Ethnicity versus theocracy
Regional, ethnic and religious divisions inside Iran now pose a serious threat to the clerical regime. But the west would be foolish to try to manipulate these domestic tensions for its own political ends, writes John Bradley from Ahvaz
Unrest among ethnic Arabs in Ahvaz (better know among Arabs as Ahwaz most of whom decline to use the Farsi Ahvaz), the capital of the oil-rich Khozestan province bordering southern Iraq, presents Iran with its most serious domestic security threat since the 1979 Islamic revolution. The tension mounts just as discussion in Washington about Iran's myriad internal ethnic and religious divisions reaches fever pitch.
Two men found guilty of a bomb attack against a bank in Ahvaz in January, in which six people died, were publicly hanged from a crane earlier this month where the bombing occurred. Both were from the ethnic Arab community, which makes up a slim majority in the province and has close cultural and tribal ties to Iraqi Arabs across the border. A day earlier, three other Iranian Arabs were executed in a local prison, according to unconfirmed reports. Three more face imminent execution, opposition groups say.
Some 50 locals have been identified as being behind a string of bombings that killed 21 people following anti- government riots in April 2005, Iranian officials have announced. The riots were the result of the ethnic Arabs' fury at a leaked letter attributed to Vice President Muhamed Ali Abtahi -- but strongly denounced by Abtahi as a forgery -- that disclosed "official plans" to expel them from the province, and replace them with ethnic Persians.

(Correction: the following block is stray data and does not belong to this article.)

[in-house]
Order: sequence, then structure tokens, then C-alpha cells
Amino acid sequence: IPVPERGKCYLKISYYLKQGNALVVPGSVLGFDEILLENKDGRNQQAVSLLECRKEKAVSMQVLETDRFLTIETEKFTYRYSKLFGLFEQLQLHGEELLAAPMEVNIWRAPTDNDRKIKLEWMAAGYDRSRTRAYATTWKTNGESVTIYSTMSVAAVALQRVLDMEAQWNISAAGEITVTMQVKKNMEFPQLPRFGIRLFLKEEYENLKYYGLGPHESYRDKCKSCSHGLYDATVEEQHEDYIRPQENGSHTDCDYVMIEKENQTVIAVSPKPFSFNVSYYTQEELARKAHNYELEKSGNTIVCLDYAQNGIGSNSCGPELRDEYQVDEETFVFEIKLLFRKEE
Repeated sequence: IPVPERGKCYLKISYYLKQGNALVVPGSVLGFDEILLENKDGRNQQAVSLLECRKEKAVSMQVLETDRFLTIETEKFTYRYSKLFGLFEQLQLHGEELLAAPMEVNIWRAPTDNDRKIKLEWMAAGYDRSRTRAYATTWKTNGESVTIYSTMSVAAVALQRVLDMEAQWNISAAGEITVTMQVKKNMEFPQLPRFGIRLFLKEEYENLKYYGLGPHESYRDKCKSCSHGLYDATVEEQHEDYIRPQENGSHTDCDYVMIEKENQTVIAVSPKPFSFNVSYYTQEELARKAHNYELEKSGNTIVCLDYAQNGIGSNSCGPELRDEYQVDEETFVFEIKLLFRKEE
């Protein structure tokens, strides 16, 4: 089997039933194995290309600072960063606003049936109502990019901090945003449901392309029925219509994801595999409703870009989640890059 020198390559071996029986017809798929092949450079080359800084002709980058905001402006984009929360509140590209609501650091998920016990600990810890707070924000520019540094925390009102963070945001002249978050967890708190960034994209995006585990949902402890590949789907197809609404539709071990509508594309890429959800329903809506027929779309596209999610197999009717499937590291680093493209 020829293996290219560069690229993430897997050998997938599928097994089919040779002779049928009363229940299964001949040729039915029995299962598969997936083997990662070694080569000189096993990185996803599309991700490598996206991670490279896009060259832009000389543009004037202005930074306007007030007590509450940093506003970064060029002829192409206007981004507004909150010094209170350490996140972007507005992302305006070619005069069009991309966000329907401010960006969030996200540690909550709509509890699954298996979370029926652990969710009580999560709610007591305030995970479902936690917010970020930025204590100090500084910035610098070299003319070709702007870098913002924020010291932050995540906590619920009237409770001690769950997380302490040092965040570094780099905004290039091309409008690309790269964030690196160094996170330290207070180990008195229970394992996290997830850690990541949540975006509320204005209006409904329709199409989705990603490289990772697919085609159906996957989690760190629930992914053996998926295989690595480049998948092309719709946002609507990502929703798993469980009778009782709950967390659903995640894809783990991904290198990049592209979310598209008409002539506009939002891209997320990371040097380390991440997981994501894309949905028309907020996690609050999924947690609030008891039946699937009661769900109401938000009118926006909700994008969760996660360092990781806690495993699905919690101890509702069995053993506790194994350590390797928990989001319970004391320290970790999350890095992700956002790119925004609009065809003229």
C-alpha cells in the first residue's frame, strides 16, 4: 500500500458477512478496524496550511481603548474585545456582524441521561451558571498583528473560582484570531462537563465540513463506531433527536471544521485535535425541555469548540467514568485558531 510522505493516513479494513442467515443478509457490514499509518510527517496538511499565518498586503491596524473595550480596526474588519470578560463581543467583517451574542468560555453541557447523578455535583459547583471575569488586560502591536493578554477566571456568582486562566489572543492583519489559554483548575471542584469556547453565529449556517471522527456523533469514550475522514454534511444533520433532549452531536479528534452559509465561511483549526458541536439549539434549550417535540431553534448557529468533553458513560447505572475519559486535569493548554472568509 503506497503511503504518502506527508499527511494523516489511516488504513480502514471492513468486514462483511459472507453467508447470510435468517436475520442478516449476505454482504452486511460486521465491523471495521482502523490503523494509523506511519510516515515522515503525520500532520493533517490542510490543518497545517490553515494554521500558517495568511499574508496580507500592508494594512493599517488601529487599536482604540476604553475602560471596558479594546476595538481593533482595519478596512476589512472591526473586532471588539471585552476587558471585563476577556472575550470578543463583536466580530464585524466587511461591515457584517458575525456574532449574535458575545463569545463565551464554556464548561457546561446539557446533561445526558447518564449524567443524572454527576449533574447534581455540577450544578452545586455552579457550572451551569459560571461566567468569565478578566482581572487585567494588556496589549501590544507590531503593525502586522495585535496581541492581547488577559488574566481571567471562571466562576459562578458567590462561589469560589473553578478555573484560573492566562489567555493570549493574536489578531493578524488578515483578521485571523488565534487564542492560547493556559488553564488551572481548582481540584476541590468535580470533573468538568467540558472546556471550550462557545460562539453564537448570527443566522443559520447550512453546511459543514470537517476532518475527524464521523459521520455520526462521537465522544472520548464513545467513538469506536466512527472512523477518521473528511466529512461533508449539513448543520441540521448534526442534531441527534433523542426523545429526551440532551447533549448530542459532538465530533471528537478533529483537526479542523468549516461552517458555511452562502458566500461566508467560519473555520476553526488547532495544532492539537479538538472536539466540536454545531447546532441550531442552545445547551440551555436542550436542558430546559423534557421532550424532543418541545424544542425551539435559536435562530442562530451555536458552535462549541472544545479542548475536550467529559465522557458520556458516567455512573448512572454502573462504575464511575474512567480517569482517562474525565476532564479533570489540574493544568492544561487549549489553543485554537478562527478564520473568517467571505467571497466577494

At least 20 people were reported killed, and hundreds injured, in the riots. Amnesty International said that security forces summarily executed many of those arrested, accusations also dismissed as false by Tehran. The scale of the riots would probably have escaped international attention had the Arabic- language satellite station Al-Jazeera not managed to get a film crew into the province.
Al-Jazeera was subsequently banned from reporting from Khozestan. Iranian President Mahmoud Ahmadinejad has been forced to cancel three trips to Ahvaz at the last minute. The official reason given each time was "bad weather," but it was more likely the result of security threats. One of the worst bombings took place, for instance, just hours before Ahmadinejad was about to give a speech at a mass rally.
"Geographically, the unrest in Khozestan has turned into a very great threat," said Dr Ibrahim Yazdi, a former Iranian foreign minister who now heads the Freedom Movement in Iran opposition party. "It is true that some of the ethnic Arabs there are in favour of independence for Khuzestan, and in the  Persian Gulf War many of them went into the street in support of Saddam," he added. "But the way the Iranian government is handling the current crisis, with further repression, is the wrong policy to adopt."
The vast expanse of arid plains in Khozestan are punctuated by the flaring of gas fires at dozens of oil drilling rigs, which provide Tehran with approximately 80 per cent of its revenues from crude oil production.